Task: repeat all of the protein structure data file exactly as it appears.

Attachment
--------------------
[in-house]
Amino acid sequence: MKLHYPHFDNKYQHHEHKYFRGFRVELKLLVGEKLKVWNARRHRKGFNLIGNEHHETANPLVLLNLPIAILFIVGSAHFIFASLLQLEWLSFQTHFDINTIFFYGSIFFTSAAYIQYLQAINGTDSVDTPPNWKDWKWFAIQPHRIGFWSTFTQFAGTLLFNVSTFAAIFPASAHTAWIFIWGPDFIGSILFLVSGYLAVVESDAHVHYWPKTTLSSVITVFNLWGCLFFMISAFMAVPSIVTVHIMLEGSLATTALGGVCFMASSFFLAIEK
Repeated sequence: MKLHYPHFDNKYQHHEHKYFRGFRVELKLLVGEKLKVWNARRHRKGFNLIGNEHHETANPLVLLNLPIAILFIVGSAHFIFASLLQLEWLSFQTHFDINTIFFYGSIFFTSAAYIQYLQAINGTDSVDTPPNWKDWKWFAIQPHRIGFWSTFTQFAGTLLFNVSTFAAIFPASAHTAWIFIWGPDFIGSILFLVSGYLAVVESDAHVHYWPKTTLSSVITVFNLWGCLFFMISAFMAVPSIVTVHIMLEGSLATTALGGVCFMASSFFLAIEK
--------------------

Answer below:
[in-house]
Amino acid sequence: MKLHYPHFDNKYQHHEHKYFRGFRVELKLLVGEKLKVWNARRHRKGFNLIGNEHHETANPLVLLNLPIAILFIVGSAHFIFASLLQLEWLSFQTHFDINTIFFYGSIFFTSAAYIQYLQAINGTDSVDTPPNWKDWKWFAIQPHRIGFWSTFTQFAGTLLFNVSTFAAIFPASAHTAWIFIWGPDFIGSILFLVSGYLAVVESDAHVHYWPKTTLSSVITVFNLWGCLFFMISAFMAVPSIVTVHIMLEGSLATTALGGVCFMASSFFLAIEK
Repeated sequence: MKLHYPHFDNKYQHHEHKYFRGFRVELKLLVGEKLKVWNARRHRKGFNLIGNEHHETANPLVLLNLPIAILFIVGSAHFIFASLLQLEWLSFQTHFDINTIFFYGSIFFTSAAYIQYLQAINGTDSVDTPPNWKDWKWFAIQPHRIGFWSTFTQFAGTLLFNVSTFAAIFPASAHTAWIFIWGPDFIGSILFLVSGYLAVVESDAHVHYWPKTTLSSVITVFNLWGCLFFMISAFMAVPSIVTVHIMLEGSLATTALGGVCFMASSFFLAIEK